The Internet has attacked the traditional community newspaper in three different ways: disrupting costs, customer base and revenues.
But many newspapers have incorrectly convinced themselves that they can counter the Internet’s highly disruptive power with only minor adjustments, Penelope Muse Abernathy writes in her new book, “Saving Community Journalism: The Path to Profitability.”
Abernathy, Knight chair in journalism and digital media economics at the University of North Carolina, Chapel Hill, contends that newspapers should respond with a three-pronged approach that sheds legacy costs while building a multi-platform community with audiences and aggressively pursuing new revenue.
The basic response that many newspapers take is simply to cut costs, Abernathy said in a telephone interview. But laying off employees and reducing content in the paper fails to create the “virtuous cycle” that Abernathy recommends—a process her book describes as one in which funds are “reinvested in building audience and community in the digital edition.”
“If you just control costs you’re not building your future, you’re not rebuilding, and you are going to be stuck with diminishing revenue,” Abernathy said.
Newspapers can cost cut in creative ways, such as by outsourcing printing services as the Rutland Herald did in Vermont, or by limiting the amount of days the newspaper is published, like the Times-Picayune has done in New Orleans. Those cost-saving measures lay the foundation for the other two strategies in her three-pronged approach.
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Abernathy notes that it’s important newspapers don’t dilute an important asset they already have while cutting costs — the exceptional loyalty of their readers. Yet it is also important that community newspapers take advantage of how “hot” and “interactive” the web can be.
“With the Internet our first thought was, ‘OK, we’ll just dump the newspaper up there,’” Abernathy said. “What it totally misses from an editorial standpoint is the fact that it’s a very interactive medium.”
Many local newspapers have done a good job of building community in their print editions by including things like special sections to speak to the many interests of their audiences. Abernathy writes that UNC researchers determined that what’s most important to local readers is that the newspaper is “the most credible and comprehensive source of news and information” they care about.
But simply pushing print content to a website falls short of delivering this same community-building value to online audiences.
Abernathy said the Internet allows news outlets to take advantage of its inherent interconnectedness to supplement the print edition. News outlets need to develop content that speaks to readers’ passions and interests in a geographic region, and that connects various communities. Abernathy contends that by repositioning themselves as a multi-platform medium, newspapers can help local advertisers increase their reach and effectiveness by combining ad placements across media types.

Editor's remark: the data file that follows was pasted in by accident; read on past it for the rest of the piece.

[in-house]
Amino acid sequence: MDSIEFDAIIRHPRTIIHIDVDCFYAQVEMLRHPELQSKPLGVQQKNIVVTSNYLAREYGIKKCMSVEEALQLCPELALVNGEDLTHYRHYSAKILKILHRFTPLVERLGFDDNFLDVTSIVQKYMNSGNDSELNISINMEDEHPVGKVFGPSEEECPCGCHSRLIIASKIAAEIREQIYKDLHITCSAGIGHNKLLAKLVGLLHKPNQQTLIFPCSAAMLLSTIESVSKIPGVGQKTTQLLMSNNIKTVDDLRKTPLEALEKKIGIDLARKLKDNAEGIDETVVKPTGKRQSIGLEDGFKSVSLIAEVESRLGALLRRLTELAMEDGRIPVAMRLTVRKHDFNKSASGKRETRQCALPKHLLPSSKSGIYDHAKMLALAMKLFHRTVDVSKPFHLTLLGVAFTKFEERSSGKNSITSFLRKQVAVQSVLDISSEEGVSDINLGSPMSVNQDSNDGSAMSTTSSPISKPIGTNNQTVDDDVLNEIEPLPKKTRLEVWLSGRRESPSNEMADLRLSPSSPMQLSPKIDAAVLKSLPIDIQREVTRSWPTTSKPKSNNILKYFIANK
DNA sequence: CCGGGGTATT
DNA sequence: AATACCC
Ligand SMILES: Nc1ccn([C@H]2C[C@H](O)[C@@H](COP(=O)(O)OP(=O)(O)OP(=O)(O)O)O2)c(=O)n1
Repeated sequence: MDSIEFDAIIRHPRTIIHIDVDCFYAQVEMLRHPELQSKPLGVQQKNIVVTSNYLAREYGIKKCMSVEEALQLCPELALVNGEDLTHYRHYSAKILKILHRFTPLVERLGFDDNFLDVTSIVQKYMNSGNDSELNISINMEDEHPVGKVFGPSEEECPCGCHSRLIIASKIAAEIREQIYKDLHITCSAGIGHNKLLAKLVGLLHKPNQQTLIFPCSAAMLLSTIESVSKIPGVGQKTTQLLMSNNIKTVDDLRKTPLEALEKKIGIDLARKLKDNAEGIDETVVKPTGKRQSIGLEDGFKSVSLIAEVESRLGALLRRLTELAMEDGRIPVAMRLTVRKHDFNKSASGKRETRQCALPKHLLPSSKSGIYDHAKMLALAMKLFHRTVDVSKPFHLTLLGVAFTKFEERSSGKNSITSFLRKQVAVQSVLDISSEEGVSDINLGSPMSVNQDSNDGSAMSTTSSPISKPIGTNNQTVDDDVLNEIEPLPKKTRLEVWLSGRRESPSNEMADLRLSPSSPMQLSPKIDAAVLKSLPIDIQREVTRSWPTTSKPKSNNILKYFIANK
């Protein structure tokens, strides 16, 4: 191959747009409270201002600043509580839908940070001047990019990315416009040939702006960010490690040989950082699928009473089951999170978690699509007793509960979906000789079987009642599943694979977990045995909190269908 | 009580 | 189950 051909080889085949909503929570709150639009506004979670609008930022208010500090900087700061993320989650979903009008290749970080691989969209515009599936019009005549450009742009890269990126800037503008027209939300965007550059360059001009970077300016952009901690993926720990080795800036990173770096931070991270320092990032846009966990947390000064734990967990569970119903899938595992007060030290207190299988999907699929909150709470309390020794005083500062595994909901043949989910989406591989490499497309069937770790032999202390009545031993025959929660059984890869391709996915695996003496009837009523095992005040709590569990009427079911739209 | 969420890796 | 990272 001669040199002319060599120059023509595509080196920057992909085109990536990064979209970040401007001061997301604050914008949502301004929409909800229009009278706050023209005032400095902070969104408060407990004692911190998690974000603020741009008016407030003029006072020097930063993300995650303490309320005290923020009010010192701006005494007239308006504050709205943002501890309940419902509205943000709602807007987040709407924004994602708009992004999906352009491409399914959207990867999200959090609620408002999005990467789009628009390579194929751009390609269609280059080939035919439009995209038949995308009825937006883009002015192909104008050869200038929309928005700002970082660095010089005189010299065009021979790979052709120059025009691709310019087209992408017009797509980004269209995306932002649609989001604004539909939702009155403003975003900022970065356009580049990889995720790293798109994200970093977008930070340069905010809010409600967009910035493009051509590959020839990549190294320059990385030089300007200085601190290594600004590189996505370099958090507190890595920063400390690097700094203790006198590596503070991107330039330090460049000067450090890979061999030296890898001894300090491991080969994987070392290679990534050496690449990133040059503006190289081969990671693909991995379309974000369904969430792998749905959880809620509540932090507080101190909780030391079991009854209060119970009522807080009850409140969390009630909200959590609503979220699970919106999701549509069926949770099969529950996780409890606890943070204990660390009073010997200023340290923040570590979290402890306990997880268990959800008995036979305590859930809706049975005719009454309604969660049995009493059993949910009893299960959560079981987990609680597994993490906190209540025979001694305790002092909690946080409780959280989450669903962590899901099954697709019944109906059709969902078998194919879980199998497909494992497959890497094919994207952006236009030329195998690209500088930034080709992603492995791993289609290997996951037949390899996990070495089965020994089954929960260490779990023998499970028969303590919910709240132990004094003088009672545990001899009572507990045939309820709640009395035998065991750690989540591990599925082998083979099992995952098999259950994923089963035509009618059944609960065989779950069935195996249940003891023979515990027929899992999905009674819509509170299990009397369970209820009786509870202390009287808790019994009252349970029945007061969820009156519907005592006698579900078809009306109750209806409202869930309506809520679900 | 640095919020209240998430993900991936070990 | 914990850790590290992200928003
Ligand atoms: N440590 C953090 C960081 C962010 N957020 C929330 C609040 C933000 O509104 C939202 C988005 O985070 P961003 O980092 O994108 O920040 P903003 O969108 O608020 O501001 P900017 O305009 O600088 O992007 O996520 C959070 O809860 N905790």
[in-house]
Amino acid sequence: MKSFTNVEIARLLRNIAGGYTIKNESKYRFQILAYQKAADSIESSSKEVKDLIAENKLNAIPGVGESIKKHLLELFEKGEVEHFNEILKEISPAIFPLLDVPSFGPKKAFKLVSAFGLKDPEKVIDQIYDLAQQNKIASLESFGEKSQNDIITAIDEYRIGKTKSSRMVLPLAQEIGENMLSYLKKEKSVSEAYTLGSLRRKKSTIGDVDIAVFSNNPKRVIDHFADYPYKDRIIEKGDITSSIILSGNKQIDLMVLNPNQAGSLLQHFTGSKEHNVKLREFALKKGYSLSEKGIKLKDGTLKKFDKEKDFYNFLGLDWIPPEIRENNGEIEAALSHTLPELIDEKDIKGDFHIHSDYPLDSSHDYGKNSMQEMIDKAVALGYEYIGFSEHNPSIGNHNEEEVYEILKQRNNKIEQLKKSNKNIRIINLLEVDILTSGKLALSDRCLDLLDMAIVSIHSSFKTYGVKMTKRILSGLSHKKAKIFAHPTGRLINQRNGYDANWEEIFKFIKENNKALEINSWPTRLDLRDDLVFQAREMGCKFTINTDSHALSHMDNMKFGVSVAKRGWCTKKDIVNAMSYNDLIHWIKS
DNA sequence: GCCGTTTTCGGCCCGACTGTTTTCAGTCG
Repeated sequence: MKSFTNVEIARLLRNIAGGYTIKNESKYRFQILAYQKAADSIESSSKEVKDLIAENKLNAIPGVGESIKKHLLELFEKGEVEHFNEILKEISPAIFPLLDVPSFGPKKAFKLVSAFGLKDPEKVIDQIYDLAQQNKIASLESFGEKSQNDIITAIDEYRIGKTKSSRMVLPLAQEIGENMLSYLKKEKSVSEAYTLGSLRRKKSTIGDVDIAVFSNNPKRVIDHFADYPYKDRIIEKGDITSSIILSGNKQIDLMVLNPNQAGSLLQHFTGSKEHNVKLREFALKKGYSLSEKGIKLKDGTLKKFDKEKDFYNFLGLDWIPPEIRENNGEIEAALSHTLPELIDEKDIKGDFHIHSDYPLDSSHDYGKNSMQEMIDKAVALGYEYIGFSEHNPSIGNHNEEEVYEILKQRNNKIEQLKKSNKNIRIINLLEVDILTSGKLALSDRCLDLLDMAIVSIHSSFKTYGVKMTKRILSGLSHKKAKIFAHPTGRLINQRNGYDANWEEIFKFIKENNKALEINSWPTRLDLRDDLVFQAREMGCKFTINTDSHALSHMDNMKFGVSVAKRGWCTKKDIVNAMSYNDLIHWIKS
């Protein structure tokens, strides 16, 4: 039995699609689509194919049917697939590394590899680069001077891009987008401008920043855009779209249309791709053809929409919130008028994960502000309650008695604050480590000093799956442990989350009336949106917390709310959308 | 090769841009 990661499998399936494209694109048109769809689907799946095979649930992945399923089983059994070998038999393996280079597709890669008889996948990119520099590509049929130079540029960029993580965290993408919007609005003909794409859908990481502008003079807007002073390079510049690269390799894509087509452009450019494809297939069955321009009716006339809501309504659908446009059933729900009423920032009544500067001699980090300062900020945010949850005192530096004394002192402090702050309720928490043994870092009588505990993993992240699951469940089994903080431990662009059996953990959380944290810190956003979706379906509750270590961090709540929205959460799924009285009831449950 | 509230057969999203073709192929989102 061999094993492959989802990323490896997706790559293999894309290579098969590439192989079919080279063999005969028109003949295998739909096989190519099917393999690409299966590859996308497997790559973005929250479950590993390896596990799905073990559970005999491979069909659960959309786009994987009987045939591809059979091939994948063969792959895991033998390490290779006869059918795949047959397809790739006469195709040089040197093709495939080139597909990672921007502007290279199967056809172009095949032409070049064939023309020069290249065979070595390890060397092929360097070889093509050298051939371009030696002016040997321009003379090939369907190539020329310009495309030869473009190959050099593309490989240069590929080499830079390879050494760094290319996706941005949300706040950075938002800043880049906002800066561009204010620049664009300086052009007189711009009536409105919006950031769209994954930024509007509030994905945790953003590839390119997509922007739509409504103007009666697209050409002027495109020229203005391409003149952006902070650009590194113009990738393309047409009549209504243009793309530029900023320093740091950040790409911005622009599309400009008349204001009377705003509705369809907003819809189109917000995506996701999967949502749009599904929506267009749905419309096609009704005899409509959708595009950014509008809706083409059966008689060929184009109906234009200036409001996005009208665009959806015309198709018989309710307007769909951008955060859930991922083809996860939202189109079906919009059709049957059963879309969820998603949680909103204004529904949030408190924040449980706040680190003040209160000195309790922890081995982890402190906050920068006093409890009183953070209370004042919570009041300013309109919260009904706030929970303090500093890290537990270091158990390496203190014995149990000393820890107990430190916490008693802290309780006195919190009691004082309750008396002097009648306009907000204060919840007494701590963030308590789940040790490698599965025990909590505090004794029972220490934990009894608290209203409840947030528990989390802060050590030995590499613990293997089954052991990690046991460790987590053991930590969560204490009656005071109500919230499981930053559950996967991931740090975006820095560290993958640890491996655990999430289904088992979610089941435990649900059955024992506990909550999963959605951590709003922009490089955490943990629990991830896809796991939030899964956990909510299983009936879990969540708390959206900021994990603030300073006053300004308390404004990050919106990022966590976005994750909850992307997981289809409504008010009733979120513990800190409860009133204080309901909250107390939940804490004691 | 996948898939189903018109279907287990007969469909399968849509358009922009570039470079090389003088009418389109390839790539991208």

Without building a community across multiple platforms, Abernathy believes it will be more difficult to aggressively pursue new revenue, because online advertising revenue is highly dependent on being able to give advertisers a detailed profile of audiences and show how engaged they are on the publishers’ platform. So far, newspapers have developed very little authority in setting their rates for online advertising.
The “rate problem,” Abernathy writes, is a relic of the dot-com era wherein search engines held all the power in setting advertising rates. Websites would focus their advertising to “attract eyeballs” and “build traffic,” and newspapers would follow suit and be forced to swallow the lower advertising rates in a highly competitive pool.
“The problem really is that because newspapers had no experience in terms of setting rates other than the print rate, the rate for online advertising was basically set by your huge search giants,” Abernathy said.
With an engaged audience and a community built up across platforms, Abernathy said community newspapers will be better equipped to prepare their advertising reps to tell the stories of their readers. And with a broader picture of who their audience is, advertisers should be more willing to pay more to engage that audience, allowing newspapers to reverse their “rate problem.”
“What the newspapers really need to be basing the rate on is the loyalty and engagement of what they have of their customers,” Abernathy said.
Abernathy believes it’s paramount for newspapers to be aggressive in pursuing new revenue. Her book presents the “30 percent solution,” which dictates that newspapers should cut costs by 6 percent each year, while also adding 6 percent to their revenues. Over five years, newspapers should achieve a 30 percent change in both revenues and cuts, she writes.
Her rationale is based on the average lifespan of companies in the Standard & Poor’s 500, a financial index of large companies. That lifespan is about 16 years, leading to a 6 percent annual turnover rate for companies included in the index. Therefore, she argues that community newspapers need to transform themselves at the same rate if they want to “keep pace with the market.”